September 2022

Behind the scenes: All the work that goes into making waste worthy

Dry waste is valuable, provided it’s recycled.

And no one knows this better than our waste pickers and sorters. At dry waste collection centres (DWCC) across Bengaluru, waste workers have a meticulous system that ensures anything recyclable is salvaged and valued:

                                                                                                                       Collect -> Segregate -> Value -> Pride and Care

Our photographer Vinod Sebastian followed Hasiru Dala's waste workers to bring us some behind-the-scenes action that shows just how much work (and care) goes into turning our waste into wealth.


A Bengaluru civic body (BBMP) official scans a QR code of a waste collection vehicle and also takes a picture along with its operator. This data is uploaded to the BBMP app every morning and helps keep track of the work done and areas covered. They call this place the 'mustering' point.

When residents do not segregate their waste, the waste collection team speaks with them and shows them how it's done. Here, a team from Hasiru Dala is seen speaking with one such resident and handing over a pamphlet that explains segregation.

Garbage is regularly thrown on the streets, even though garbage collection vans visit localities daily. Here, a worker cleans up a littered street corner.

A quick refreshment break.



The first load of dry waste is unloaded at the JP Nagar Dry Waste Collection Centre.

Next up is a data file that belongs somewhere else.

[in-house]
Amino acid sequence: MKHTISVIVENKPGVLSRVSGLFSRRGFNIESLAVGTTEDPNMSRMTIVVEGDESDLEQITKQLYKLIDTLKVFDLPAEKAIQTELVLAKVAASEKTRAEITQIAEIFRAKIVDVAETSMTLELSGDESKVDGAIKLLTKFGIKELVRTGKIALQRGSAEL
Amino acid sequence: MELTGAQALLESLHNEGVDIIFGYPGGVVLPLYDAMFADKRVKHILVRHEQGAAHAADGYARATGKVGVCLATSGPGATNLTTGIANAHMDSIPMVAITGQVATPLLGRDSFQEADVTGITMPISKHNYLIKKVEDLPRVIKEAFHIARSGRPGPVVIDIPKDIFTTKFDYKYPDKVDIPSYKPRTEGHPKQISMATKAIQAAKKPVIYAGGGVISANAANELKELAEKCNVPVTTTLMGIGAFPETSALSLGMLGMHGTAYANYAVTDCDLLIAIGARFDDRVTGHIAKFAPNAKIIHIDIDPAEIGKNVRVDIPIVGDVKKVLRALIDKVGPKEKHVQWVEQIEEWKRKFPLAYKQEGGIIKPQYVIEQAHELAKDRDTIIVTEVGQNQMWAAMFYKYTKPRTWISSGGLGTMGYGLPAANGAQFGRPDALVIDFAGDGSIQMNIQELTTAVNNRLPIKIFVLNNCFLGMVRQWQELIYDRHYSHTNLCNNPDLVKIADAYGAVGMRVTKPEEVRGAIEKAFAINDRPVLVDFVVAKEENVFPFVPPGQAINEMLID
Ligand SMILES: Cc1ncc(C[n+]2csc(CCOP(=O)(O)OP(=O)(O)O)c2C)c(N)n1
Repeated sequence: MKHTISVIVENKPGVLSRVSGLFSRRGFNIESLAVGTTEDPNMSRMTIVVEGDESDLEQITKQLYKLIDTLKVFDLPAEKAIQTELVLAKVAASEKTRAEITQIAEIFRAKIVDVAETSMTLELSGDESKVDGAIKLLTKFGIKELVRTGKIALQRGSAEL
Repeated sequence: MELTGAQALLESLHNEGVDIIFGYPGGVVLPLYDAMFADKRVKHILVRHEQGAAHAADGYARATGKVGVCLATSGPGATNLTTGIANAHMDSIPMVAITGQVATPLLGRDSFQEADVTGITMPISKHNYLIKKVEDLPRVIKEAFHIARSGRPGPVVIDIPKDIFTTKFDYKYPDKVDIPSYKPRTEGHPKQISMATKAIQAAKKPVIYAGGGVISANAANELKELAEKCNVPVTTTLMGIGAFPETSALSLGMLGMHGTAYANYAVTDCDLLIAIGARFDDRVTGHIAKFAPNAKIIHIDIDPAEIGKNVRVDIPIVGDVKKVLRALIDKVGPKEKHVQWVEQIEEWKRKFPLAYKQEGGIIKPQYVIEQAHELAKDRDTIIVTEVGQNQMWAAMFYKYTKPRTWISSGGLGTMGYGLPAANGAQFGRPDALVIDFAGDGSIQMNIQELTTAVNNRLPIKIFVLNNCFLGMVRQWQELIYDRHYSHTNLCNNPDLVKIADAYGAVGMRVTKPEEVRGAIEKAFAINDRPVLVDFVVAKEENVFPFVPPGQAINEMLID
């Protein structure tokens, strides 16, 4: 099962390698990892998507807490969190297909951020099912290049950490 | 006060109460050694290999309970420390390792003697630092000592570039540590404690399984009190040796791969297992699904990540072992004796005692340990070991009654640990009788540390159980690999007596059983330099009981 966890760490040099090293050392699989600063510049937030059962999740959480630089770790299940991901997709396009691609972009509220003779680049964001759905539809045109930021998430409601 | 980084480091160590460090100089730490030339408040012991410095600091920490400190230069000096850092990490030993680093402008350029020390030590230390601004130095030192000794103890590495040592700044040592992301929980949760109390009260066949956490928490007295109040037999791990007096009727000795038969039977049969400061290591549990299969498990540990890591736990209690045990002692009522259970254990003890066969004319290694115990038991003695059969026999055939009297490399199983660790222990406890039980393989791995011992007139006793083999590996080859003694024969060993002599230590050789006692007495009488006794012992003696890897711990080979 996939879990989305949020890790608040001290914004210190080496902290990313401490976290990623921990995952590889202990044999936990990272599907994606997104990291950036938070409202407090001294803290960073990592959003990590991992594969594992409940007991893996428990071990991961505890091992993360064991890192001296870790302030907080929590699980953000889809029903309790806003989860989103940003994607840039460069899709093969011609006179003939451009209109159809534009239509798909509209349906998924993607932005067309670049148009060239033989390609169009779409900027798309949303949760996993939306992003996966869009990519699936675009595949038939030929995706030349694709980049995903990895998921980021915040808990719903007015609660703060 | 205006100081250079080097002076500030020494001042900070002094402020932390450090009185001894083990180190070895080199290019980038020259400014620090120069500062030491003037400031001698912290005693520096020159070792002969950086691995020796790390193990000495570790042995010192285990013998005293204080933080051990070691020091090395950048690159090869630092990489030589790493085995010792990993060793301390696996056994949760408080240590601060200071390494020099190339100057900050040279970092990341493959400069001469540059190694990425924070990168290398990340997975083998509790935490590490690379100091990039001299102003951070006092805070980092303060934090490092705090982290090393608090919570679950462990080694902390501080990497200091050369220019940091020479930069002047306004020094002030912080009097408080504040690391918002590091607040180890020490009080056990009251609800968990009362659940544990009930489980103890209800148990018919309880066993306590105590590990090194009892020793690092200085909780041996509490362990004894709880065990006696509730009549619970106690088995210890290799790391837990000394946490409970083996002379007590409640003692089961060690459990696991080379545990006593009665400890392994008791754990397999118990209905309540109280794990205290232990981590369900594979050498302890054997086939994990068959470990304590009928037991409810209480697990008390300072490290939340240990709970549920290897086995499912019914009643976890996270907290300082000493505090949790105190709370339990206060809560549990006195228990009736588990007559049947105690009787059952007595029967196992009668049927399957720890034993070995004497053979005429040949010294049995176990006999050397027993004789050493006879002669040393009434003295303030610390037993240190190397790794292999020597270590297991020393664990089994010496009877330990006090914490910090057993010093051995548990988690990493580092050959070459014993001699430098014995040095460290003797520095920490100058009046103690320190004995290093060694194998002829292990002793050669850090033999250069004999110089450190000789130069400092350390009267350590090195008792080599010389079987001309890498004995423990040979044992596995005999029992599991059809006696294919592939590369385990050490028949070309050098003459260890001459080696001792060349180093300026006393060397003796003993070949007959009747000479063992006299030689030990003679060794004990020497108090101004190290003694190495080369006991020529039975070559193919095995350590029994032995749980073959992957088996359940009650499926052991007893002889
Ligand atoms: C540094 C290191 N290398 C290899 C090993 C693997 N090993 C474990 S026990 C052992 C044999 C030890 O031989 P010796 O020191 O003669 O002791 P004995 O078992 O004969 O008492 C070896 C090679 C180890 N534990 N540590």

The segregation process: these women segregate the piles of waste brought in by the vehicles into eight different categories.

Here, a Hasiru Dala staff explains how textile waste is collected and processed. The JP Nagar DWCC recently began collecting textile waste along with other dry waste items. When not mixed with other waste, textile waste generates value, she explains. The DWCC has tied up with people who recycle textiles, who buy up the whole lot.

Kumudha, who oversees the JP Nagar DWCC, which was recently shifted to a newly-built, larger space, says she is happy at her new office.

The DWCC at Marappanapalya Ward No. 44 has a conveyor belt system that speeds up the segregation process and makes it a lot easier for the workers. The waste is picked up from the conveyer and dropped into large bins dedicated to different materials.

A DWCC worker at Marappanapalya uses a baling machine to compress large cardboard cartons that can then be packed easily.

A worker stomps on a pile of waste to compress it into the sack.



A rate chart showing the value of different dry waste materials if brought in by the public in a recyclable form.

At the Pattabhirama Nagar Ward, Mansoor who runs the DWCC explains how each material is recycled and the industries that buy them from him.

Mansoor keeps detailed notes of all materials that come in and go out of his DWCC.


                                                                    PRIDE AND CARE

Two baby rats were found in the waste and were treated with care by the workers.

All smiles: Our informal waste pickers find value in the things we throw out. And many of them do it with a smile, proud of the work they do.

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